Here’s a recording in a mystery language.
Do you know or can you guess the language?
Last night while talking about the weather in French, as you do, one expression that came up was une trombe d’eau, which means a cloudbust, downpour or waterspout [source]. There have been several of these this week.
The word trombe [tʁɔ̃b] on its own means waterspout or whirlwind [source]. It comes from the Italian tromba (trumpet, horn, bugler, well, shaft), possibly from the Frankish *trumba (trumpet), which is of imitative origin [source].
Other phrases featuring trombe include:
A related word from the same roots is trompe [tʁɔ̃p], which means a trumpet, the trunk of an elephant [source] or a squinch (a small arch, corbelling, etc, across an internal corner of a tower, used to support a superstructure such as a spire) [source].
Another word with the same roots is tromper [tʁɔ̃.pe] (to deceive, cheat on, disapoint, elude), which comes from the Old French tromper (to tramp, trump, delude), from trompe (horn, trump, trumpet) [source].
The English word trumpet also comes from the same roots, via the Old French trompette (trumpet), a diminutive or trompe [source]. As does the word trombone, via the Italian trombone (trombone, annoying or boring person), from tromba (trumpet) and -one (augmentative suffix) [source].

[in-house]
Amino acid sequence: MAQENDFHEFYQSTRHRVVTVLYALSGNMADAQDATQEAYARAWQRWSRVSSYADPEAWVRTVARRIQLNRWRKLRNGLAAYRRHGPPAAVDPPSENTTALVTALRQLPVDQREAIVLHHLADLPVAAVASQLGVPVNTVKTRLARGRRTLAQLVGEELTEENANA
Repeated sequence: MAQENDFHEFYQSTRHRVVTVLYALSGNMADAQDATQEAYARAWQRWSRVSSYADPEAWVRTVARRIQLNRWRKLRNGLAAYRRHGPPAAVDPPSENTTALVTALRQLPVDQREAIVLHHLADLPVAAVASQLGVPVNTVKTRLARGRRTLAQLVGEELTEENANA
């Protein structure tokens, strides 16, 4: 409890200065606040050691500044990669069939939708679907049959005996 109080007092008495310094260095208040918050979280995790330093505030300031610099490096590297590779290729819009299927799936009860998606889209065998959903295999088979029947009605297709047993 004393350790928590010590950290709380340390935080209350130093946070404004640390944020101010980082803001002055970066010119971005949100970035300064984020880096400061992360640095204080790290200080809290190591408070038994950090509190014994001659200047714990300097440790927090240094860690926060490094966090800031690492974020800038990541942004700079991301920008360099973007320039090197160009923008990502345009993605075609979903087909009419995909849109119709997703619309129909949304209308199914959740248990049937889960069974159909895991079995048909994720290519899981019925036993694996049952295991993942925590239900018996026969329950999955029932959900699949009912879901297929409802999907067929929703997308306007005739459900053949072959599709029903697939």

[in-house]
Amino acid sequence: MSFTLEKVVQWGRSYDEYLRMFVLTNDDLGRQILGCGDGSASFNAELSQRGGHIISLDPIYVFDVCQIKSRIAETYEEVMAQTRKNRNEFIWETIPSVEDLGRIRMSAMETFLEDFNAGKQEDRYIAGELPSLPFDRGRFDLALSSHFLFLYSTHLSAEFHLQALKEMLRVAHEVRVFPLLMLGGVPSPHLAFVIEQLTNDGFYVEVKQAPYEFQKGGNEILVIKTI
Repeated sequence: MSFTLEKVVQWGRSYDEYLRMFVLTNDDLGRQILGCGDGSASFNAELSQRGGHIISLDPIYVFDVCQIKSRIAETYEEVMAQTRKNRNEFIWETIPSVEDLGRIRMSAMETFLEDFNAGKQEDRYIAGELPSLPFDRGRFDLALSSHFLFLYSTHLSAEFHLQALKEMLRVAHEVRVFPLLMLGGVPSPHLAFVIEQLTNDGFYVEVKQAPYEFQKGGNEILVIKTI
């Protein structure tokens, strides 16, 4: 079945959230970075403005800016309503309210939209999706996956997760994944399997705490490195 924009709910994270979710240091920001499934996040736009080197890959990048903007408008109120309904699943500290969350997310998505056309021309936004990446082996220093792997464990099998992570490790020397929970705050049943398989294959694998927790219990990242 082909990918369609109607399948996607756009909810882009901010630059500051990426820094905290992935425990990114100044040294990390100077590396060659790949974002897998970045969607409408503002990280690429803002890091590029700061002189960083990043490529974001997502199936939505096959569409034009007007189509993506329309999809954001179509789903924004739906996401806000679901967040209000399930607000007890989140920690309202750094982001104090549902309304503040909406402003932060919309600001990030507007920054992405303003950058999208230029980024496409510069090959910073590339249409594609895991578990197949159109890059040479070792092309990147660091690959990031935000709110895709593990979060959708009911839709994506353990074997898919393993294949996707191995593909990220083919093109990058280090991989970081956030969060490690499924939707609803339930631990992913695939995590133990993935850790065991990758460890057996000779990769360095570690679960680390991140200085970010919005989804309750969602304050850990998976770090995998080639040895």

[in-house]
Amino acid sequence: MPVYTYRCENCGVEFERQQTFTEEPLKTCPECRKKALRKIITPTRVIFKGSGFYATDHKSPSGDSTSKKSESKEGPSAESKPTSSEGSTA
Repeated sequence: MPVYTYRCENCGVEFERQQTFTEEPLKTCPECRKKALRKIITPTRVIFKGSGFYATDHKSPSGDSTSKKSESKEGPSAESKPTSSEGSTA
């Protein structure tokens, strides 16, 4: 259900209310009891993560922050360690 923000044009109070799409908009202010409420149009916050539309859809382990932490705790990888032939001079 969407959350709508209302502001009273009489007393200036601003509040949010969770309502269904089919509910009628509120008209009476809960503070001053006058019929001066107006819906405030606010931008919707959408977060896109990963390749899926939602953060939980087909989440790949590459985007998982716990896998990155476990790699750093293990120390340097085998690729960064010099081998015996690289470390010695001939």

The trump an elephant makes, which is also a slang word for flatulence in the UK, and used to mean a trumpet, comes from the Old French French trompe (horn, trump, trumpet) [source]. However trump as in a trump card or a suit in cards is thought to come from the French triomphe (triumph), or the Old French triumphe, from the Latin triumphus (a hymn in honour of Bacchus, a triumph or celebration), from the Old Latin triumpus, from the Etruscan *𐌈𐌓𐌉𐌀𐌌𐌐𐌄 (*θriampe), from the Ancient Greek θρίαμβος (thríambos – a hymn to Dionysus) [source].
The other day I heard the expression short shrift being used, and started wondering what a shrift might be, and why it’s a short one that’s usually given or received.
The expression to give short shrift means to ignore, disregard or exclude (sb/sth); to give (sb/sth) very little time or attention. For example “Despite its urgency, ministers are giving the issue short shrift in parliament.” [source].
The word shrift means the act of going to or hearing a religious confession; a confession to a priest, or forgiveness given by a priest after confession. It comes from the Middle English shrift (confession, penitence, repentance), from the Old English sċrift (penance, penalty, a judge), from sċrīfan (to prescribe absolution or penance; to pass judgment), from the Proto-Germanic *skrībaną (to write), from the Latin scrībō (I write), from the Proto-Indo-European *(s)kreybʰ- (to scratch, tear) [source].